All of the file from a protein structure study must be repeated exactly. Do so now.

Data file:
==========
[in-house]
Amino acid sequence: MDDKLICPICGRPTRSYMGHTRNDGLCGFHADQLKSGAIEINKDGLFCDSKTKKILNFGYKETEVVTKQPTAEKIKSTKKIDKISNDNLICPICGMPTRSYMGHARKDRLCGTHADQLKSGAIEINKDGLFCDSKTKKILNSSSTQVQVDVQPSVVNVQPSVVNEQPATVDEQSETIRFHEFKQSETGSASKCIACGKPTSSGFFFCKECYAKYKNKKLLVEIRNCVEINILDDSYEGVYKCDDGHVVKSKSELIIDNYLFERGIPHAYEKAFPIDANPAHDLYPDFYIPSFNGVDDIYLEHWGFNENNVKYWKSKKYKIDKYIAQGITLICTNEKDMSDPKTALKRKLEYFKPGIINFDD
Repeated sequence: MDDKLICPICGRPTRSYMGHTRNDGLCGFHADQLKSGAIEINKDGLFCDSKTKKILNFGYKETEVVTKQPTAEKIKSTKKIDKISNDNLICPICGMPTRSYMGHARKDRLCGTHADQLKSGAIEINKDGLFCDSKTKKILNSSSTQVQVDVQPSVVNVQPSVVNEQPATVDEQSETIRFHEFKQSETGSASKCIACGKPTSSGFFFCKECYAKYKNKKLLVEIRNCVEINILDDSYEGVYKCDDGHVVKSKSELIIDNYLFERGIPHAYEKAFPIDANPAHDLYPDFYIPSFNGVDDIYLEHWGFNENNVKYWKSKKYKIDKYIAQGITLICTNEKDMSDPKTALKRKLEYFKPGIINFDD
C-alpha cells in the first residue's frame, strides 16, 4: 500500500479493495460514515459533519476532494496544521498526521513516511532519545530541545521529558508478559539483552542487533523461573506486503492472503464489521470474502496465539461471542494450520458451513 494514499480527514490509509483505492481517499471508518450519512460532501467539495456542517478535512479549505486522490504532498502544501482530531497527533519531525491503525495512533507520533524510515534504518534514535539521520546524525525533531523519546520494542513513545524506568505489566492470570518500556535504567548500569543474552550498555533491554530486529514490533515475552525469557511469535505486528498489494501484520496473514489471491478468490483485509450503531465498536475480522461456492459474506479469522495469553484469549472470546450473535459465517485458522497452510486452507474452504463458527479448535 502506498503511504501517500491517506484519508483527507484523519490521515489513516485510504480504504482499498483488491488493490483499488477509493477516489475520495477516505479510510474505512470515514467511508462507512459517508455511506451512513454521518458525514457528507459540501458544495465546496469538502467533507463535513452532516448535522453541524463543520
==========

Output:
[in-house]
Amino acid sequence: MDDKLICPICGRPTRSYMGHTRNDGLCGFHADQLKSGAIEINKDGLFCDSKTKKILNFGYKETEVVTKQPTAEKIKSTKKIDKISNDNLICPICGMPTRSYMGHARKDRLCGTHADQLKSGAIEINKDGLFCDSKTKKILNSSSTQVQVDVQPSVVNVQPSVVNEQPATVDEQSETIRFHEFKQSETGSASKCIACGKPTSSGFFFCKECYAKYKNKKLLVEIRNCVEINILDDSYEGVYKCDDGHVVKSKSELIIDNYLFERGIPHAYEKAFPIDANPAHDLYPDFYIPSFNGVDDIYLEHWGFNENNVKYWKSKKYKIDKYIAQGITLICTNEKDMSDPKTALKRKLEYFKPGIINFDD
Repeated sequence: MDDKLICPICGRPTRSYMGHTRNDGLCGFHADQLKSGAIEINKDGLFCDSKTKKILNFGYKETEVVTKQPTAEKIKSTKKIDKISNDNLICPICGMPTRSYMGHARKDRLCGTHADQLKSGAIEINKDGLFCDSKTKKILNSSSTQVQVDVQPSVVNVQPSVVNEQPATVDEQSETIRFHEFKQSETGSASKCIACGKPTSSGFFFCKECYAKYKNKKLLVEIRNCVEINILDDSYEGVYKCDDGHVVKSKSELIIDNYLFERGIPHAYEKAFPIDANPAHDLYPDFYIPSFNGVDDIYLEHWGFNENNVKYWKSKKYKIDKYIAQGITLICTNEKDMSDPKTALKRKLEYFKPGIINFDD
C-alpha cells in the first residue's frame, strides 16, 4: 500500500479493495460514515459533519476532494496544521498526521513516511532519545530541545521529558508478559539483552542487533523461573506486503492472503464489521470474502496465539461471542494450520458451513 494514499480527514490509509483505492481517499471508518450519512460532501467539495456542517478535512479549505486522490504532498502544501482530531497527533519531525491503525495512533507520533524510515534504518534514535539521520546524525525533531523519546520494542513513545524506568505489566492470570518500556535504567548500569543474552550498555533491554530486529514490533515475552525469557511469535505486528498489494501484520496473514489471491478468490483485509450503531465498536475480522461456492459474506479469522495469553484469549472470546450473535459465517485458522497452510486452507474452504463458527479448535 502506498503511504501517500491517506484519508483527507484523519490521515489513516485510504480504504482499498483488491488493490483499488477509493477516489475520495477516505479510510474505512470515514467511508462507512459517508455511506451512513454521518458525514457528507459540501458544495465546496469538502467533507463535513452532516448535522453541524463543520